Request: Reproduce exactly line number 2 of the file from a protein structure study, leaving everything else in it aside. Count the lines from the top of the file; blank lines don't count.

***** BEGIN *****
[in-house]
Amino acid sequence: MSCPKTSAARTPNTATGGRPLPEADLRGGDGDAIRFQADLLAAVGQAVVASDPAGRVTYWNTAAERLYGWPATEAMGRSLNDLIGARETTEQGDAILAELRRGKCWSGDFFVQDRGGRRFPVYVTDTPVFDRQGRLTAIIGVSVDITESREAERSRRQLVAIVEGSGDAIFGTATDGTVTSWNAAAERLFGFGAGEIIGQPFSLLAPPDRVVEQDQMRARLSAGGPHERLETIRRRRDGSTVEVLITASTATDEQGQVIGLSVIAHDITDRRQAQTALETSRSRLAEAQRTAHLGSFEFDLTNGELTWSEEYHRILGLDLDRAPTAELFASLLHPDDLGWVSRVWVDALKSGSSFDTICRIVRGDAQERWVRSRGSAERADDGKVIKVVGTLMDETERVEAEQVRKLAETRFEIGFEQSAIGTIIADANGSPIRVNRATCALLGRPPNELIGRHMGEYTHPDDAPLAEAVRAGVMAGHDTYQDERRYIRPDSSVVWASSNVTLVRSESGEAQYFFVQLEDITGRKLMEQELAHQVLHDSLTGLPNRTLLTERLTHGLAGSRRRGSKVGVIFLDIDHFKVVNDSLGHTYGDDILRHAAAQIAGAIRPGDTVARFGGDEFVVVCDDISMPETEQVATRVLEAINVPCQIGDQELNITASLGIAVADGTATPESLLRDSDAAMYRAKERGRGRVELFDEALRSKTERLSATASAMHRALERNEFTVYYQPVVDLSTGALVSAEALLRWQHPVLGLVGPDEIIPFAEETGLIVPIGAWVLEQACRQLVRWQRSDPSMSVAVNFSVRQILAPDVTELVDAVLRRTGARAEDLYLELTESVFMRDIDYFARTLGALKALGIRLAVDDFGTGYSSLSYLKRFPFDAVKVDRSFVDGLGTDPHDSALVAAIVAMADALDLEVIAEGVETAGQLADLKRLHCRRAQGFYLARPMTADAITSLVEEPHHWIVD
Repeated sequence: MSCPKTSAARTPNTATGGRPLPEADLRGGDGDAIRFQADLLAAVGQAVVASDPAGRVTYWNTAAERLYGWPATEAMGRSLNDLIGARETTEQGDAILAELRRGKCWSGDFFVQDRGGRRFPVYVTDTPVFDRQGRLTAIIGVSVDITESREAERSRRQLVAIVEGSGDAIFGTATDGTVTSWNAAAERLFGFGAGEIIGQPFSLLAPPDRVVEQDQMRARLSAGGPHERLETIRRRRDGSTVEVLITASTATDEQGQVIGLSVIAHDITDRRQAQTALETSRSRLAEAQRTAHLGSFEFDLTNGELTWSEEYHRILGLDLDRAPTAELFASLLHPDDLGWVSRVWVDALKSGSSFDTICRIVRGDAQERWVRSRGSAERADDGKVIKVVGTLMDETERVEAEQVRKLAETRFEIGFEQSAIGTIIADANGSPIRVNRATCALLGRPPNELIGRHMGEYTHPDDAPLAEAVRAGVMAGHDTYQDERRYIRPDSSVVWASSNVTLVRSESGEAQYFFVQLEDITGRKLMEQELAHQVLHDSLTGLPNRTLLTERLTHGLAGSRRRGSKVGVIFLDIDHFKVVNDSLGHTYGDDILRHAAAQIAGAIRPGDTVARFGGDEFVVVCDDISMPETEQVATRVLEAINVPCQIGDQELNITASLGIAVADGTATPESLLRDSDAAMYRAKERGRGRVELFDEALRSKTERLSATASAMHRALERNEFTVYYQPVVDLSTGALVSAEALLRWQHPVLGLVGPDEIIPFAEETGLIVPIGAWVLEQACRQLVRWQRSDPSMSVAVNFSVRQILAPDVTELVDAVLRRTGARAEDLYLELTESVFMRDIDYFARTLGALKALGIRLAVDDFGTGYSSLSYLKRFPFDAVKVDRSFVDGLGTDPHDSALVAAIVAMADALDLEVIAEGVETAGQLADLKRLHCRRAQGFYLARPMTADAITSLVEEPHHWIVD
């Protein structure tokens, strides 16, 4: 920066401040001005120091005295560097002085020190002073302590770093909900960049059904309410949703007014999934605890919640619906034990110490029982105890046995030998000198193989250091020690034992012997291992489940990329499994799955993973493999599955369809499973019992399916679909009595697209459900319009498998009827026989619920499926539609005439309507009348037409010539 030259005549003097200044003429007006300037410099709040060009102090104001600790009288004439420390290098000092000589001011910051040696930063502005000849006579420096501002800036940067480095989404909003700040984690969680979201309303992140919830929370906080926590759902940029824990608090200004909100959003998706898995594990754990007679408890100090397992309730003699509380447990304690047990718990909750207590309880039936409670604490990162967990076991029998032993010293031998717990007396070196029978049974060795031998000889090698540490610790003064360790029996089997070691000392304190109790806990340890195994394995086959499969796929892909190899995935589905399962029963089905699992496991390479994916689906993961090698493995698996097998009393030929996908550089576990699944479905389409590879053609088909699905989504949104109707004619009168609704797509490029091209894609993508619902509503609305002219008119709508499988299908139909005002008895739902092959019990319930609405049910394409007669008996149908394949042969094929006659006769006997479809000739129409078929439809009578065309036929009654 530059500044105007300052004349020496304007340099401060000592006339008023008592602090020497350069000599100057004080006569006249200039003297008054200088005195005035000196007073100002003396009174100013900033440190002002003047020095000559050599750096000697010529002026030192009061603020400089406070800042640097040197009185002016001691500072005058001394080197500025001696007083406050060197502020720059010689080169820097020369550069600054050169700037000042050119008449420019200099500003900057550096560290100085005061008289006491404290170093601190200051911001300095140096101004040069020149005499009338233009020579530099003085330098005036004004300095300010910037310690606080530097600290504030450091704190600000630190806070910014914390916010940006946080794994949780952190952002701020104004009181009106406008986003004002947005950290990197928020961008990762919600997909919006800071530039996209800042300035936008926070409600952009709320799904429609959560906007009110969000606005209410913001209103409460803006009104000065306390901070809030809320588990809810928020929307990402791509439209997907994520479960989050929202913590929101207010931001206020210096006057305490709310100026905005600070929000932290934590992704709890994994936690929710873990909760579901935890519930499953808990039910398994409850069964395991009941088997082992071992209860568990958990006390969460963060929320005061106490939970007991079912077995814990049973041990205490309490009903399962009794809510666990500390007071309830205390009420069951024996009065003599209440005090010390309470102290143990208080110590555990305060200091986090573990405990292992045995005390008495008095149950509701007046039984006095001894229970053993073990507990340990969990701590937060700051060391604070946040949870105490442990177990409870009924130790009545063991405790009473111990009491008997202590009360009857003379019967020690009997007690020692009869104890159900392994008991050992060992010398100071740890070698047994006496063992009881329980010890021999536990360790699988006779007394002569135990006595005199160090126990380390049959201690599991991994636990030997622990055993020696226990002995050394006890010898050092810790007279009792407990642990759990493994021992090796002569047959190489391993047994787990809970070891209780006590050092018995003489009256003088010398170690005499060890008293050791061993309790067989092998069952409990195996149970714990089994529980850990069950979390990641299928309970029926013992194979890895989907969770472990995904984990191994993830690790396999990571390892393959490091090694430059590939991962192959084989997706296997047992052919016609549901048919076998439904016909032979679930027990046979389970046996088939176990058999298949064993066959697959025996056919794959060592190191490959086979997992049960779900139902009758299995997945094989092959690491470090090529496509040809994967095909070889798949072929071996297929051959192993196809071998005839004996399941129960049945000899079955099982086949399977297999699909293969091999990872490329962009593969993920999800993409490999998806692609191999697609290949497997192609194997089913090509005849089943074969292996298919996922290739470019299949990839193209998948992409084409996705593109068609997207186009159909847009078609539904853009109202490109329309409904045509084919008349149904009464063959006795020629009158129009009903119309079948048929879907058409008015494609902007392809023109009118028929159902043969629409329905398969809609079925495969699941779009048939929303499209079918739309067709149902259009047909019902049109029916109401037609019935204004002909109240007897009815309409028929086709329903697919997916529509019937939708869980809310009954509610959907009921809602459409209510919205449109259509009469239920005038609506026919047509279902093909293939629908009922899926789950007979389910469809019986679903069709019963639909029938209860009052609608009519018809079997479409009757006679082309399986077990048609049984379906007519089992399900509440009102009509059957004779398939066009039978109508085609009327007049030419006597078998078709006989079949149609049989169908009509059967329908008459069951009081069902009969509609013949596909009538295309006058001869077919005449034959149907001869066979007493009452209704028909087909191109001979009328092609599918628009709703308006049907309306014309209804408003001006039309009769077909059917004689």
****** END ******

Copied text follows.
Amino acid sequence: MSCPKTSAARTPNTATGGRPLPEADLRGGDGDAIRFQADLLAAVGQAVVASDPAGRVTYWNTAAERLYGWPATEAMGRSLNDLIGARETTEQGDAILAELRRGKCWSGDFFVQDRGGRRFPVYVTDTPVFDRQGRLTAIIGVSVDITESREAERSRRQLVAIVEGSGDAIFGTATDGTVTSWNAAAERLFGFGAGEIIGQPFSLLAPPDRVVEQDQMRARLSAGGPHERLETIRRRRDGSTVEVLITASTATDEQGQVIGLSVIAHDITDRRQAQTALETSRSRLAEAQRTAHLGSFEFDLTNGELTWSEEYHRILGLDLDRAPTAELFASLLHPDDLGWVSRVWVDALKSGSSFDTICRIVRGDAQERWVRSRGSAERADDGKVIKVVGTLMDETERVEAEQVRKLAETRFEIGFEQSAIGTIIADANGSPIRVNRATCALLGRPPNELIGRHMGEYTHPDDAPLAEAVRAGVMAGHDTYQDERRYIRPDSSVVWASSNVTLVRSESGEAQYFFVQLEDITGRKLMEQELAHQVLHDSLTGLPNRTLLTERLTHGLAGSRRRGSKVGVIFLDIDHFKVVNDSLGHTYGDDILRHAAAQIAGAIRPGDTVARFGGDEFVVVCDDISMPETEQVATRVLEAINVPCQIGDQELNITASLGIAVADGTATPESLLRDSDAAMYRAKERGRGRVELFDEALRSKTERLSATASAMHRALERNEFTVYYQPVVDLSTGALVSAEALLRWQHPVLGLVGPDEIIPFAEETGLIVPIGAWVLEQACRQLVRWQRSDPSMSVAVNFSVRQILAPDVTELVDAVLRRTGARAEDLYLELTESVFMRDIDYFARTLGALKALGIRLAVDDFGTGYSSLSYLKRFPFDAVKVDRSFVDGLGTDPHDSALVAAIVAMADALDLEVIAEGVETAGQLADLKRLHCRRAQGFYLARPMTADAITSLVEEPHHWIVD